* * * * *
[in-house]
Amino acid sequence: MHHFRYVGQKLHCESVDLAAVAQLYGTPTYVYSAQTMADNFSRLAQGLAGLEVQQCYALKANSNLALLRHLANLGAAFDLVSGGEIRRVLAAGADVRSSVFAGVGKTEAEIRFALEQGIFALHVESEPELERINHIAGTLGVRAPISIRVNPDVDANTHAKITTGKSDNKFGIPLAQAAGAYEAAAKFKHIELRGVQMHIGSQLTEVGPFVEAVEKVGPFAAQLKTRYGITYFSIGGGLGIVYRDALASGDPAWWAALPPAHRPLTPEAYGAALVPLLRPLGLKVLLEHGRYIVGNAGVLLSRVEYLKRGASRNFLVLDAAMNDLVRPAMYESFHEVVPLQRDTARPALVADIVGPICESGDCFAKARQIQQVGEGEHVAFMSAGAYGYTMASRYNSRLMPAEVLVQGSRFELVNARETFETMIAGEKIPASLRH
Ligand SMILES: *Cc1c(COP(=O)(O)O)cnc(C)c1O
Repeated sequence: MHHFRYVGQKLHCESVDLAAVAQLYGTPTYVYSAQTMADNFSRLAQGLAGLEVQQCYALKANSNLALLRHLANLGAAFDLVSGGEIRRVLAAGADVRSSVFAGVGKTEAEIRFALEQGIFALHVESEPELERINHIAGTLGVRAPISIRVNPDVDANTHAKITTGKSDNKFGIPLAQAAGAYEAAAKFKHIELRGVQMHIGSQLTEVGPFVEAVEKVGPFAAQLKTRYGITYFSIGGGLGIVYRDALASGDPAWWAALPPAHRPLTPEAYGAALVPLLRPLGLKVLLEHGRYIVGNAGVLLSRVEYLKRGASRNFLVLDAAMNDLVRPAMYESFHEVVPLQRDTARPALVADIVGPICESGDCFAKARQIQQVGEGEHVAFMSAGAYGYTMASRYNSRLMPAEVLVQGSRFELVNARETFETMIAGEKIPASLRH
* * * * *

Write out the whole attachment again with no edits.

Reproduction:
[in-house]
Amino acid sequence: MHHFRYVGQKLHCESVDLAAVAQLYGTPTYVYSAQTMADNFSRLAQGLAGLEVQQCYALKANSNLALLRHLANLGAAFDLVSGGEIRRVLAAGADVRSSVFAGVGKTEAEIRFALEQGIFALHVESEPELERINHIAGTLGVRAPISIRVNPDVDANTHAKITTGKSDNKFGIPLAQAAGAYEAAAKFKHIELRGVQMHIGSQLTEVGPFVEAVEKVGPFAAQLKTRYGITYFSIGGGLGIVYRDALASGDPAWWAALPPAHRPLTPEAYGAALVPLLRPLGLKVLLEHGRYIVGNAGVLLSRVEYLKRGASRNFLVLDAAMNDLVRPAMYESFHEVVPLQRDTARPALVADIVGPICESGDCFAKARQIQQVGEGEHVAFMSAGAYGYTMASRYNSRLMPAEVLVQGSRFELVNARETFETMIAGEKIPASLRH
Ligand SMILES: *Cc1c(COP(=O)(O)O)cnc(C)c1O
Repeated sequence: MHHFRYVGQKLHCESVDLAAVAQLYGTPTYVYSAQTMADNFSRLAQGLAGLEVQQCYALKANSNLALLRHLANLGAAFDLVSGGEIRRVLAAGADVRSSVFAGVGKTEAEIRFALEQGIFALHVESEPELERINHIAGTLGVRAPISIRVNPDVDANTHAKITTGKSDNKFGIPLAQAAGAYEAAAKFKHIELRGVQMHIGSQLTEVGPFVEAVEKVGPFAAQLKTRYGITYFSIGGGLGIVYRDALASGDPAWWAALPPAHRPLTPEAYGAALVPLLRPLGLKVLLEHGRYIVGNAGVLLSRVEYLKRGASRNFLVLDAAMNDLVRPAMYESFHEVVPLQRDTARPALVADIVGPICESGDCFAKARQIQQVGEGEHVAFMSAGAYGYTMASRYNSRLMPAEVLVQGSRFELVNARETFETMIAGEKIPASLRH